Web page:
NEW PORT RICHEY — They called her mom.
Joseph and Cynthia Clancy weren't related to Eloise Mudway, but the elderly widow said she and the couple built a close bond while sharing Mudway's New Port Richey home.
But then, authorities say, they turned her into a victim.
Mudway said the Clancys burned through her savings, transferred her $370,000 house to themselves and booted her out, sending her to live in an assisted living facility.
Elderly victims of financial exploitation are usually shielded from the public, their names withheld by authorities who want to protect them from other predators.
But Mudway, 91, came to the courtroom Wednesday, in a wheelchair pushed by her caretaker, to publicly point the finger at the Clancys, who are on trial for exploitation of the elderly and grand theft.
She agreed to have her name used in this story.
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Mudway, 91, is frail but feisty, at times commenting to her caretaker during the questioning. She used headphones to hear Assistant State Attorney Mary Handsel's questions.
Handsel asked Mudway what the living situation was like when the Clancys moved in seven years ago.
"The first few years, they treated me like a mother," Mudway told Handsel. "They even called me mother."
But according to a sheriff's report, the Clancys forged Mudway's name on checks to deplete her $32,500 checking account.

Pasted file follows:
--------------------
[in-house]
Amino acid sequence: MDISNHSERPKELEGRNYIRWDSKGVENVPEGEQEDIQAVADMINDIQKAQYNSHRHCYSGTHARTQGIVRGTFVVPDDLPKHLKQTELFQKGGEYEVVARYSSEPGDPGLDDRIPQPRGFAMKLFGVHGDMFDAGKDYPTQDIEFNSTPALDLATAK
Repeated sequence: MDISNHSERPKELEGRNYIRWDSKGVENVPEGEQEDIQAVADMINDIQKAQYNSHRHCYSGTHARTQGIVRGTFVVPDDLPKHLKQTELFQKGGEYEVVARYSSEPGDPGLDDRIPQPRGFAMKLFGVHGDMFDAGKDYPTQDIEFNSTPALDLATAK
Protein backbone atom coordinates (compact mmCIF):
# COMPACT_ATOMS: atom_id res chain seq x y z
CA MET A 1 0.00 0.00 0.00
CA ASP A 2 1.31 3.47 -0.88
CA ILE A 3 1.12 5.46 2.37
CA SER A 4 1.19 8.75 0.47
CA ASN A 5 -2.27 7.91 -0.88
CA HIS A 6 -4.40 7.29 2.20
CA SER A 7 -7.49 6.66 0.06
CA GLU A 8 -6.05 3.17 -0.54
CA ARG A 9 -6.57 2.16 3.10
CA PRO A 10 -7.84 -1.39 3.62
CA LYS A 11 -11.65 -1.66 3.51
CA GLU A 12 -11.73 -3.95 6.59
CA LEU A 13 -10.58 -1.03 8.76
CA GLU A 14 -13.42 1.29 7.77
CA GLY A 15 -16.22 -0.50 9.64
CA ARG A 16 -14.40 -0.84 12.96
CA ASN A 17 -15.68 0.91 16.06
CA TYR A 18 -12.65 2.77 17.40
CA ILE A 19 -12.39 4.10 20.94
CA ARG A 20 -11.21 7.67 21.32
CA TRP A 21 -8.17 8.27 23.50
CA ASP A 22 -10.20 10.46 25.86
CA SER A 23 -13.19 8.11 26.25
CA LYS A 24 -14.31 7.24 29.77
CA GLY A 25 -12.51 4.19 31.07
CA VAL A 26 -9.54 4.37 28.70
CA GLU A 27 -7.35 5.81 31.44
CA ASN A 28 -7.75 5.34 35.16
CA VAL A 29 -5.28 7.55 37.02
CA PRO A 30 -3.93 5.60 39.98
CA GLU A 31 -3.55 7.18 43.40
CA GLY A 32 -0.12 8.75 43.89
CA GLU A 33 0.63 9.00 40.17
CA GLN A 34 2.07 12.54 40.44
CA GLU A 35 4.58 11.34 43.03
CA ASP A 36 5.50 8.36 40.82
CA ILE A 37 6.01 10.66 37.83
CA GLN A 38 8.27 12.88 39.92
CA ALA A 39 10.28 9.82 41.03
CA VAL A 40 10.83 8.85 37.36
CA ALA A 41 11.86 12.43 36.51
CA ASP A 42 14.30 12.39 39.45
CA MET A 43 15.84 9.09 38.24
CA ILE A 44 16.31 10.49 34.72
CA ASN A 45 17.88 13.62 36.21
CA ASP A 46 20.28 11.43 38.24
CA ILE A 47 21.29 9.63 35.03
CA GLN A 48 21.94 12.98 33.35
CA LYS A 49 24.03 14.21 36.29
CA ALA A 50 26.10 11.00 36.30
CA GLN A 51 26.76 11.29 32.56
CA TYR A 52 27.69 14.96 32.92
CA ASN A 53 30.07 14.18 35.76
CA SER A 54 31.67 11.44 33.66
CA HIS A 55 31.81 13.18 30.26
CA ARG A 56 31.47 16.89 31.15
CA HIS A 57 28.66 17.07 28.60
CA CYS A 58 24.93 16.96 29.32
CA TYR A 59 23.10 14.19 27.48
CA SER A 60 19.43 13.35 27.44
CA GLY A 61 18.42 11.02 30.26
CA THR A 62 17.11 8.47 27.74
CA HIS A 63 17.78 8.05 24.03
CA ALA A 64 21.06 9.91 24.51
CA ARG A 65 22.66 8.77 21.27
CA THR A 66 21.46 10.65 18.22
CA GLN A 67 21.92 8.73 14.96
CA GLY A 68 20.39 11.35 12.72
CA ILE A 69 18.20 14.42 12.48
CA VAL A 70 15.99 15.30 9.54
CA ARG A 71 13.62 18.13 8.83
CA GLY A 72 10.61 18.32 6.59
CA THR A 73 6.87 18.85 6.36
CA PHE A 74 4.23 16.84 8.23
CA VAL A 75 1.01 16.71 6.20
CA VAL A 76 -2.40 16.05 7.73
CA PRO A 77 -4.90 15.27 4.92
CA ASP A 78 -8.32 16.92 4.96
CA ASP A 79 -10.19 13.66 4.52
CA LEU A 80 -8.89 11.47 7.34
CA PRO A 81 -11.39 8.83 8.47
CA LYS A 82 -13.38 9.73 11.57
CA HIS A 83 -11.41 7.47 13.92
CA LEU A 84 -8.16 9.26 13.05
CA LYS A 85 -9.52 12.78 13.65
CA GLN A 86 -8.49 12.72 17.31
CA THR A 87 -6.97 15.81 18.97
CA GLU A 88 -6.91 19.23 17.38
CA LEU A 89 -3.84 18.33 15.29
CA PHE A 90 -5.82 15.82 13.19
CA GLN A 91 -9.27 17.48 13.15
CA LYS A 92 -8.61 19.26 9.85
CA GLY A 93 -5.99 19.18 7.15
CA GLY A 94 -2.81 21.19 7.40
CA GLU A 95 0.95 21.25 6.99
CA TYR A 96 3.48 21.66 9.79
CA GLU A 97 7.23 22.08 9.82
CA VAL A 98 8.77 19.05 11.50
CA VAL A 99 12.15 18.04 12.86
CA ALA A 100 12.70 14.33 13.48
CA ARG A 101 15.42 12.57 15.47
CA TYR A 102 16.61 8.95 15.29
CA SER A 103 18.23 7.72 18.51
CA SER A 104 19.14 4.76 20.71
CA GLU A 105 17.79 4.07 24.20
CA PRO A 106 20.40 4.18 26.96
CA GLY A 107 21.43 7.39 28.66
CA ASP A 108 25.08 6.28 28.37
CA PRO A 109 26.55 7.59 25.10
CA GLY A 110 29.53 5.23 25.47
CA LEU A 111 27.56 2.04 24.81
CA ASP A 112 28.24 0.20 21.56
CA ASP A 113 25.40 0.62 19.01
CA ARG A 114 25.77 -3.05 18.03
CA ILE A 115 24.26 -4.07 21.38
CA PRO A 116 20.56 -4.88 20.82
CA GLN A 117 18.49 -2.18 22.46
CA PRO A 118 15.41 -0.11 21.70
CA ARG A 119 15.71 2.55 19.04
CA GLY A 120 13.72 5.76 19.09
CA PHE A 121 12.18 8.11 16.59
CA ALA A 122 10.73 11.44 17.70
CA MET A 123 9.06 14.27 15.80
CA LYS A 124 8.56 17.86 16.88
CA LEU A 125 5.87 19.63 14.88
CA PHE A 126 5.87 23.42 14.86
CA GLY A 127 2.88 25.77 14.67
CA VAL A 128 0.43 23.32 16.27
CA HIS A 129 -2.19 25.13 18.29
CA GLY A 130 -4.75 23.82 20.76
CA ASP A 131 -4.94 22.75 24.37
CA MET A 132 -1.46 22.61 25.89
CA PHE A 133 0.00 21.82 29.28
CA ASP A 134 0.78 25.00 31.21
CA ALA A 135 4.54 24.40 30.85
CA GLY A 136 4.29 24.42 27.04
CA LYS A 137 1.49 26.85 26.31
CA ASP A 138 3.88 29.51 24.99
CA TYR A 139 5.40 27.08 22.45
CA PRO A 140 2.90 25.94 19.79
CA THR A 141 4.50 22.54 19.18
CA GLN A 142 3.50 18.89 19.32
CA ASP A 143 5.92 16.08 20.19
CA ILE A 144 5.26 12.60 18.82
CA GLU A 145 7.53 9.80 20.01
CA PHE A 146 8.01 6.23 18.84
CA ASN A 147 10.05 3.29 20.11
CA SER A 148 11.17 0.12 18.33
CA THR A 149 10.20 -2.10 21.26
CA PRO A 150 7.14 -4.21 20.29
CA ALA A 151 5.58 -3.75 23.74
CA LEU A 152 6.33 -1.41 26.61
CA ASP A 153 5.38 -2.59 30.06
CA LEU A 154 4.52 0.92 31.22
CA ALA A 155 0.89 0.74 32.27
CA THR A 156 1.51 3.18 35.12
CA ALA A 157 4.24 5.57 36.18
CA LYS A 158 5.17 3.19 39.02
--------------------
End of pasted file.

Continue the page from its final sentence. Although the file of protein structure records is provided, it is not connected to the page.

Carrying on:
Mudway told Handsel that at one point, Cynthia Clancy, 45, told Mudway that she didn't have any money in the bank.
A few years after she moved in, Cynthia Clancy had Mudway sign a two-page document. When Mudway asked what the document was about, Clancy didn't explain, sheriff's reports say.
It turned out to be a quitclaim deed to transfer ownership of her house to the Clancys, who still live in her Hilltop Drive home in Golden Acres.
"Did you know that by signing this piece of paper," Handsel said while holding the document, "you were losing your house?"
"No," Mudway said.
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Mudway met Cynthia Clancy at her doctor's office, according to Pasco sheriff's reports. At the time, Clancy was the manager of the office.
"I asked if they could come live with me," Mudway told Handsel. "It's a big house, and I'm afraid of the dark. I said I'd pay the bills. At that time, I was fond of Cindy."
A few months after they moved in, Cynthia Clancy took Mudway to a law office to have her sign over power of attorney. Three years later, Mudway signed over her house.
In December of 2004, Mudway was hospitalized. When she was released, she said, the Clancys wouldn't allow her to return to the Hilltop Drive home, even though her belongings were inside, according to a sheriff's office report.
The Clancys arranged for Mudway to rent a room with Jeff Kores, who runs an assisted living facility in his home. They told Kores that Mudway was expected to die within six months, although she wasn't, according to a sheriff's office report.
Because of the complexity of the financial transactions in the case, both sides agreed to a bench trial, in which the judge — not a jury — will weigh the facts and deliver a verdict.
Testimony will resume at 10 a.m. today in Judge Jack Day's courtroom.
Camille C. Spencer can be reached at firstname.lastname@example.org or (727) 869-6229.